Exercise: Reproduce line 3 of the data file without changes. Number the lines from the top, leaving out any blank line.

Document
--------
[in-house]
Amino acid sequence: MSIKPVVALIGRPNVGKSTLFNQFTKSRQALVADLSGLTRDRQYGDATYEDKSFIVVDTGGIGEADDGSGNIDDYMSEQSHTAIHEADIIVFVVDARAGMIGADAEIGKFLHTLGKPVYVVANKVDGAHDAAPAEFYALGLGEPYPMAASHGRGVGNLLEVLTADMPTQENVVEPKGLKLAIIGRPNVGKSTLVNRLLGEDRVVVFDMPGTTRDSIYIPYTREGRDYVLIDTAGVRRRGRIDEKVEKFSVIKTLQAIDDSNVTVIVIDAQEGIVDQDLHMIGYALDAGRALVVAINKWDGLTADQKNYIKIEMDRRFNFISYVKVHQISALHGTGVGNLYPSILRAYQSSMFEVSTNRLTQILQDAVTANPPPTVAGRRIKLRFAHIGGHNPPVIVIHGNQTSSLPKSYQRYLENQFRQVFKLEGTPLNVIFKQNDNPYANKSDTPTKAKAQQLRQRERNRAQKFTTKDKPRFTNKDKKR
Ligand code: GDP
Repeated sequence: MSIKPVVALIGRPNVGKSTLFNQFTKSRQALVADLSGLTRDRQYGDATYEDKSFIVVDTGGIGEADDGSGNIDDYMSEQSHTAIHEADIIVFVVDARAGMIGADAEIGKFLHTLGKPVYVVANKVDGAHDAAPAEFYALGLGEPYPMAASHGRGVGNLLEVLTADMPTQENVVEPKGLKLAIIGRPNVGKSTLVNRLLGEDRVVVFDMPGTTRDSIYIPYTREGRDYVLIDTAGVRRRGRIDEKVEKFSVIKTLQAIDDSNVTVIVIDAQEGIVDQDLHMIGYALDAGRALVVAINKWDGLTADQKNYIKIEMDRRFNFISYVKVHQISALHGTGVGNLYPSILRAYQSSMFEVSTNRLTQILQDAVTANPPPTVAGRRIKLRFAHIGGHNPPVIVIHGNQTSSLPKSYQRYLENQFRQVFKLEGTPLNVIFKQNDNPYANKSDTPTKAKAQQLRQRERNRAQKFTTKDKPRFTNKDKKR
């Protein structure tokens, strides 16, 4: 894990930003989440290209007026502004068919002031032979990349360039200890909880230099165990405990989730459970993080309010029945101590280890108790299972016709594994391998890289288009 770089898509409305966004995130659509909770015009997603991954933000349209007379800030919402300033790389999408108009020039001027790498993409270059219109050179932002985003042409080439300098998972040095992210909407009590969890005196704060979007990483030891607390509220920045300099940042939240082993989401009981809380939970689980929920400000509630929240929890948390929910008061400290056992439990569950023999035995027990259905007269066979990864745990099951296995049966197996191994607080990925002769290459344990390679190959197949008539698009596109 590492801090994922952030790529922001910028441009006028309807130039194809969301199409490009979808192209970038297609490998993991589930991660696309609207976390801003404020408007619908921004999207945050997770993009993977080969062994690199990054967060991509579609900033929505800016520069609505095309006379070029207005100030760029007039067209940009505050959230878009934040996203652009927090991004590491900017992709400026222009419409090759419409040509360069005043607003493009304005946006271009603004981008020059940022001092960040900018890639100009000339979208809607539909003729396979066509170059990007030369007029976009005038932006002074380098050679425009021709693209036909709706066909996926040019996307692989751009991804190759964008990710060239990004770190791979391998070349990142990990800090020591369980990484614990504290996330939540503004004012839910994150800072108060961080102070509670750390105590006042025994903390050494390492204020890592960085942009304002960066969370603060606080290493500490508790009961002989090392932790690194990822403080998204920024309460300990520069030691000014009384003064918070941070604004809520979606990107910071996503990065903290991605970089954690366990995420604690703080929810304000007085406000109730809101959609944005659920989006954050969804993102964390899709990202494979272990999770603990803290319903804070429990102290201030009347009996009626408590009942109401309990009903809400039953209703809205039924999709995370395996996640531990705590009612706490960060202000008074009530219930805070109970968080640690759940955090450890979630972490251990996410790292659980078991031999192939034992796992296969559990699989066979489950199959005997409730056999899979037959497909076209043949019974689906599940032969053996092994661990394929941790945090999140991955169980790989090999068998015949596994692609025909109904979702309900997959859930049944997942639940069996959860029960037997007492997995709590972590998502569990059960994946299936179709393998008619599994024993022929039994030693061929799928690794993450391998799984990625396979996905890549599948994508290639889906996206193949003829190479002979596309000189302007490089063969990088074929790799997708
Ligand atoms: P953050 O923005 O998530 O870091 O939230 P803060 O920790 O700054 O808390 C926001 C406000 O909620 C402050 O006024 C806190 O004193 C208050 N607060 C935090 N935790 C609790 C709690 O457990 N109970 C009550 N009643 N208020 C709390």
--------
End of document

Ligand code: GDP